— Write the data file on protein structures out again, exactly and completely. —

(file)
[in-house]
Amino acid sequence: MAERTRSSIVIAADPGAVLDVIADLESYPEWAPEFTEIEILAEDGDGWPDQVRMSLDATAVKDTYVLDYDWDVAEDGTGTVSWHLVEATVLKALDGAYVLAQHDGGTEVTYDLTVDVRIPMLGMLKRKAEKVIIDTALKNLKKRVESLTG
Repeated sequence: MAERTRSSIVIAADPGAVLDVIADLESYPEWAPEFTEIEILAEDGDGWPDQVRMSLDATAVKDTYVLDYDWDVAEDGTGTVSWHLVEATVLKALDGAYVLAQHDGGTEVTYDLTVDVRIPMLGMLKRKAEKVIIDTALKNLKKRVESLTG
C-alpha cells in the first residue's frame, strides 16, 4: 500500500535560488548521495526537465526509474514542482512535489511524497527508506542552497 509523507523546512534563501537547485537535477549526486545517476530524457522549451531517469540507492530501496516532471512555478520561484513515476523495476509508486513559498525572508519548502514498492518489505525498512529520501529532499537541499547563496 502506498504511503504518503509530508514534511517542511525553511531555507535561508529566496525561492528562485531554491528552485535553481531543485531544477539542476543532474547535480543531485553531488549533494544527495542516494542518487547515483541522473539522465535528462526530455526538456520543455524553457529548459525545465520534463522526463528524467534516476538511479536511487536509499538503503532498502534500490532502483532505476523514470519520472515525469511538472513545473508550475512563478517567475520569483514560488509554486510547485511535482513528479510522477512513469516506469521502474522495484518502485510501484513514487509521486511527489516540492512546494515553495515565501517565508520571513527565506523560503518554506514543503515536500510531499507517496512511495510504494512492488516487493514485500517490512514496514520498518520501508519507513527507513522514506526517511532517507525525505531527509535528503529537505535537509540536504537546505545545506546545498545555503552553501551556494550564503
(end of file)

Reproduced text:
[in-house]
Amino acid sequence: MAERTRSSIVIAADPGAVLDVIADLESYPEWAPEFTEIEILAEDGDGWPDQVRMSLDATAVKDTYVLDYDWDVAEDGTGTVSWHLVEATVLKALDGAYVLAQHDGGTEVTYDLTVDVRIPMLGMLKRKAEKVIIDTALKNLKKRVESLTG
Repeated sequence: MAERTRSSIVIAADPGAVLDVIADLESYPEWAPEFTEIEILAEDGDGWPDQVRMSLDATAVKDTYVLDYDWDVAEDGTGTVSWHLVEATVLKALDGAYVLAQHDGGTEVTYDLTVDVRIPMLGMLKRKAEKVIIDTALKNLKKRVESLTG
C-alpha cells in the first residue's frame, strides 16, 4: 500500500535560488548521495526537465526509474514542482512535489511524497527508506542552497 509523507523546512534563501537547485537535477549526486545517476530524457522549451531517469540507492530501496516532471512555478520561484513515476523495476509508486513559498525572508519548502514498492518489505525498512529520501529532499537541499547563496 502506498504511503504518503509530508514534511517542511525553511531555507535561508529566496525561492528562485531554491528552485535553481531543485531544477539542476543532474547535480543531485553531488549533494544527495542516494542518487547515483541522473539522465535528462526530455526538456520543455524553457529548459525545465520534463522526463528524467534516476538511479536511487536509499538503503532498502534500490532502483532505476523514470519520472515525469511538472513545473508550475512563478517567475520569483514560488509554486510547485511535482513528479510522477512513469516506469521502474522495484518502485510501484513514487509521486511527489516540492512546494515553495515565501517565508520571513527565506523560503518554506514543503515536500510531499507517496512511495510504494512492488516487493514485500517490512514496514520498518520501508519507513527507513522514506526517511532517507525525505531527509535528503529537505535537509540536504537546505545545506546545498545555503552553501551556494550564503